7. However, the position stated in Halsbury’s Law of England, and which the court relied on in Clement Muturi Kigano vs. Joseph Nyaga  eKLR (Mwera J), states the English Common Law position. The Kenyan law on defamation is statutory, based on the Defamation Act, Cap 36, Laws of Kenya, which largesly codifies the English Common Law position, except that under statute there is no requirement of proof of special damage with respect to slander.
8. The trial court correctly identified the issues for determination, whether the words uttered were directed at the appellant, and whether they were defamatory. The said words were no doubt directed at the appellant, for he said that the respondent made the utterances while pointing at him. The fact that the respondent pointed at the appellant while making those remarks was repeated by PW2 and PW3. Were the words defamatory? The appellant, PW2 and PW3 were specific that the appellant was described as a con.
9. Applying the test stated in J. Kudwoli vs. Eureka Educational and Teaching Consultants & 2 Others HCC 126/90 (Kuloba J) and Wycliffe A. Swanya vs. Toyota East Africa Limited & Francis Massa Nairobi CA No. 70 of 2008, it would be clear that the utterances by the respondent were defamatory. They painted the appellant in bad light. As a conman, and person who was acquiring property from poor villagers using trickery. The defamation was published by the respondent. He was said to have made the utterances in his remarks at a funereal when he was given a chance, in his capacity as Chief, to address mourners. The funeral cerenmony was said to have been attended by some five hundred or so people, and, therefore, the publication was to that large crowd. The remarks must have been done maliciously as they related to a topic which had nothing to do with the occasion, a burial. The choice of words used point such malice. It would be my view that the appellant herein was slandered and was entitled to damages.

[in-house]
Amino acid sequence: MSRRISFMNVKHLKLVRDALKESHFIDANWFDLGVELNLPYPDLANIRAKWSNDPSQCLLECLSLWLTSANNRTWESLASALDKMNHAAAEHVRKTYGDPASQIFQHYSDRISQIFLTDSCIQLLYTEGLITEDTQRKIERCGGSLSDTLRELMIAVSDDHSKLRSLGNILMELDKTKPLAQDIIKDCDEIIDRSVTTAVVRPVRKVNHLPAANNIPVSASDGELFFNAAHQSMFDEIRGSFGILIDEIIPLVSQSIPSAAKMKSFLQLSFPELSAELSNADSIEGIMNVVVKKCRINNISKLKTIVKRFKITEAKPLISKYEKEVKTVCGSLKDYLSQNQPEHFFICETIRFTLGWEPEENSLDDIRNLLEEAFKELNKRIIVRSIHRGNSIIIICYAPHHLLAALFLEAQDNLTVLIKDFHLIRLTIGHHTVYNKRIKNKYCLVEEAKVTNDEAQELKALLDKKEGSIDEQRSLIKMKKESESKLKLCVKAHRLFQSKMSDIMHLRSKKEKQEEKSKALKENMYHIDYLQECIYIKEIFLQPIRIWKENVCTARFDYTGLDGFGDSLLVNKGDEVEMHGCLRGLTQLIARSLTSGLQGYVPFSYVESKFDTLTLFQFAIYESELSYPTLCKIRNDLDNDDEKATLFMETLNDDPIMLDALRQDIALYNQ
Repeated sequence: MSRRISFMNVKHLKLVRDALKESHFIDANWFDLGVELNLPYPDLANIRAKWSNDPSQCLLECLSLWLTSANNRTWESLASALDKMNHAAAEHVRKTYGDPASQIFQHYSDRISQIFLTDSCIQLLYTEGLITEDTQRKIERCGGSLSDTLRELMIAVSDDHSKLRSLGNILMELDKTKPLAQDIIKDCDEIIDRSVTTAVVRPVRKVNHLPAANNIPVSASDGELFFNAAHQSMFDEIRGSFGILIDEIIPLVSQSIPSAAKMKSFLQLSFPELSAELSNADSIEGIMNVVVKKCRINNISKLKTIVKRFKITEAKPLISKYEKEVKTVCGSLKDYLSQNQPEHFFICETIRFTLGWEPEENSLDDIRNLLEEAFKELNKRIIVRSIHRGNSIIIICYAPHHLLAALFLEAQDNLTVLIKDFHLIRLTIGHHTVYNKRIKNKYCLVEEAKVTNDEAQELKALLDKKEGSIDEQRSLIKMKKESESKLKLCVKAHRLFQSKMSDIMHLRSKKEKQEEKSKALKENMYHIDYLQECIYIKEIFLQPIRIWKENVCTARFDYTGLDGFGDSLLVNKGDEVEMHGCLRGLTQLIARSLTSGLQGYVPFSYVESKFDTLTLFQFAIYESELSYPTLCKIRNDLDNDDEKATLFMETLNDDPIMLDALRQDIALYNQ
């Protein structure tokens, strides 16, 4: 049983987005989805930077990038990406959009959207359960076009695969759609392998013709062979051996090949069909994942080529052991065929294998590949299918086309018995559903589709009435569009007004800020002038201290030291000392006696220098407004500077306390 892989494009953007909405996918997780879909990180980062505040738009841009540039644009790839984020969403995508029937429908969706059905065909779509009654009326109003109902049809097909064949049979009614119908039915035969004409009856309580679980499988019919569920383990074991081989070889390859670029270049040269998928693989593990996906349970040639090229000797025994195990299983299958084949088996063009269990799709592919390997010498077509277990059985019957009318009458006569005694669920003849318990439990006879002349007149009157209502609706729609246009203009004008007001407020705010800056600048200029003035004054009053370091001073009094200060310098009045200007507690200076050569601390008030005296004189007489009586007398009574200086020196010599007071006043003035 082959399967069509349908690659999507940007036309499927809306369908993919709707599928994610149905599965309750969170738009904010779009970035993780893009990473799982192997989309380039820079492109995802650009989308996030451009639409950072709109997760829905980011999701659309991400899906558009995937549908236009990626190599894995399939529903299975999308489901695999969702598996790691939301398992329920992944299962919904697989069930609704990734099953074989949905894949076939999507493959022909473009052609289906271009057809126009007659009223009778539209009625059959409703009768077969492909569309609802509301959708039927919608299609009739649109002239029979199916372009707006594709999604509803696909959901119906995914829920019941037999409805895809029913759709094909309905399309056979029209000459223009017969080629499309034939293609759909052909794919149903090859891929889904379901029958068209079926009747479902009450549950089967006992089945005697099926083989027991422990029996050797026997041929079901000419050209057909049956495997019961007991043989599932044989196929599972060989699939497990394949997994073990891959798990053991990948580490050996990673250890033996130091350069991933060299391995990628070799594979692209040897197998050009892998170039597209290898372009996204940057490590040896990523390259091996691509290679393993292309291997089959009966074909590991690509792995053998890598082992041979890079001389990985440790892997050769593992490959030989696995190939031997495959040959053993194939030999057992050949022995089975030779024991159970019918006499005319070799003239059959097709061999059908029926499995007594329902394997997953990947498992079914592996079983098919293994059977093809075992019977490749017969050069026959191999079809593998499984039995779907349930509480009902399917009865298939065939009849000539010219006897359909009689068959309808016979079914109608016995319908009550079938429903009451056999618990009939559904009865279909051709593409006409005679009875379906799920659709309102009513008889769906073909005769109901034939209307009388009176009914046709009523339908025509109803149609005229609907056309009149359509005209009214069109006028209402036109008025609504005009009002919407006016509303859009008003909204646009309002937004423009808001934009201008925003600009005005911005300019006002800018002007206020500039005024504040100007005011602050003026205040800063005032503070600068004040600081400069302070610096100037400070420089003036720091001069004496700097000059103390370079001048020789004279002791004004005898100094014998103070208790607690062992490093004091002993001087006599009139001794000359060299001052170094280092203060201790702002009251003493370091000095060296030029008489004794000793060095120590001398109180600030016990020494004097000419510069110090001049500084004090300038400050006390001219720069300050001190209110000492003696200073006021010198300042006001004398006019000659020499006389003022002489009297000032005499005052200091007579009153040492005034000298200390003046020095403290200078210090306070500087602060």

10. In terms of quantum, the appellant is an ordained minister of the gospel, and the remarks must have embarrassed him in the eyes of the community, even if he plied his trade in Nairobi. The burial was happening in the neighbourhood of his home, and the persons who heard the remarks were immediate neighbours. Being described as a conman, a witch and a person who exploited the poor to his ends, does not bode well for good neighborliness. The trial court should have found for the appellant. He had set up a case that meet the threshold of proof on a balance of probability. I would have assessed and awarded damages at Kshs. 250, 000.00. The respondent was a public official, who used his position to defame a member of the public at a public gathering, and should have known better
11. Consequently, I hereby find that the appeal herein is merited. I shall allow it. The judgment of the trial court is set aside, and it is substituted with a decree that the appellant had established a claim for slander against the respondent, and a judgement is entered therefor for a sum of Kshs. 250, 000.00 general damages. The appellant shall have the costs of this appeal and of the suit at the court below. It is so ordered.
DELIVERED DATED AND SIGNED IN OPEN COURT AT KAKAMEGA THIS 10TH DAY OF DECEMBER, 2021